A/C servicing is a thriving part of the automotive sector, but there now lurks a silent killer for A/C systems and service equipment which we recommend be stopped firmly in its tracks at your workshop door before it wreaks havoc with not only your equipment but also your customers’ vehicles!
A/C “stop leak” is the generic name for this silent menace, and we have experienced first-hand what sort of damage this innocently named substance can do. Please understand we do not single out any brand of “stop leak”.
When a vehicle’s A/C system is not serviced often enough (service is moisture, air, particle removal and recharge), air and moisture are present in the system. Most vehicles need servicing every 24 months.
So why is “stop leak” so bad? By its nature it is designed to react on contact with air or moisture to create what is at best a temporary repair to leaking A/C systems.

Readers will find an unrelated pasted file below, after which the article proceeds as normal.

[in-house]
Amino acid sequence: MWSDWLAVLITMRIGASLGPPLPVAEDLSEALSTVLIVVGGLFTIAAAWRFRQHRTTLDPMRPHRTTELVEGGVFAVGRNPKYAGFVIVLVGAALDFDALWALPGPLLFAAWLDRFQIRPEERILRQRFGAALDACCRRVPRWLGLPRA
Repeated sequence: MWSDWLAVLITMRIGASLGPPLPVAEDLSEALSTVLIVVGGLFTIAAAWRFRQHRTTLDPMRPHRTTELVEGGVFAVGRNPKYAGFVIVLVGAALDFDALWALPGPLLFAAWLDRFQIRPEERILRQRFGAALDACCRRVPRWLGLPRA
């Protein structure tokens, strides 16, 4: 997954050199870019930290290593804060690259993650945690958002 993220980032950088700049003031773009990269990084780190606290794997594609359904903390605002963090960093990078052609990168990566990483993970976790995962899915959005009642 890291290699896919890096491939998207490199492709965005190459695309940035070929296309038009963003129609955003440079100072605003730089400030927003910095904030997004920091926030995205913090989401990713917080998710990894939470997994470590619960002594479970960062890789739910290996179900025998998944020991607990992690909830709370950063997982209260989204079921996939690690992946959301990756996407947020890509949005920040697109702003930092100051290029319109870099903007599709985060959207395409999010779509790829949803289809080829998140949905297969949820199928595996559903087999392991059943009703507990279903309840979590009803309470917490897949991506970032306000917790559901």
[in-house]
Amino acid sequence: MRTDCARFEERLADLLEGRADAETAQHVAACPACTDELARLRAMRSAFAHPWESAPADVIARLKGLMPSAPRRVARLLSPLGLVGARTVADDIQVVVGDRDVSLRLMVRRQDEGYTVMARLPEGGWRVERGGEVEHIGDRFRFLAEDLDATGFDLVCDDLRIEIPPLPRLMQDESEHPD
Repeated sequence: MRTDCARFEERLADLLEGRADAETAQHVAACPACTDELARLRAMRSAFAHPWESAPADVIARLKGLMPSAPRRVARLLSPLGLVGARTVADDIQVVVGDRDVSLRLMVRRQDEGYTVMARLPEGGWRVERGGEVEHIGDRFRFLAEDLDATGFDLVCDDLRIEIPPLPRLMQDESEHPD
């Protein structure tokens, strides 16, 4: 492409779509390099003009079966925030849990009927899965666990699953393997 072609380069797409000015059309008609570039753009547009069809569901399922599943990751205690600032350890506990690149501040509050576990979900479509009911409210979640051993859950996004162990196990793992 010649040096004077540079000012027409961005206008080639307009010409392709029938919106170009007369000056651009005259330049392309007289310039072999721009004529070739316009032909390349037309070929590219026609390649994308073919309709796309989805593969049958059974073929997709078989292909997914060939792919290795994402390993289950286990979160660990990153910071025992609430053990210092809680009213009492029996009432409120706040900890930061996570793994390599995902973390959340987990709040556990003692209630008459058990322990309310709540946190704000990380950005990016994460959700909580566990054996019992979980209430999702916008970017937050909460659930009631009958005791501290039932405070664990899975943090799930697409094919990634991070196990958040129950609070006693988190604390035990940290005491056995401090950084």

So, what’s wrong with that? Put simply, first it is because of how stop leak alters the technical properties of the various seals within the A/C system in a quest to weaken/soften leaking seals.
The seals often become overly soft, to the point of distortion (creating new leakages on the most inaccessible spots), and second, the way in which the stop leak changes state on contact with air or moisture.
The stop leak will either transform into crystals, or it transforms into a rubbery substance (often tiny rubber balls) settling on valves and solenoids in the system. Both have the potential to cause havoc in the A/C systems on vehicles and in your A/C service equipment.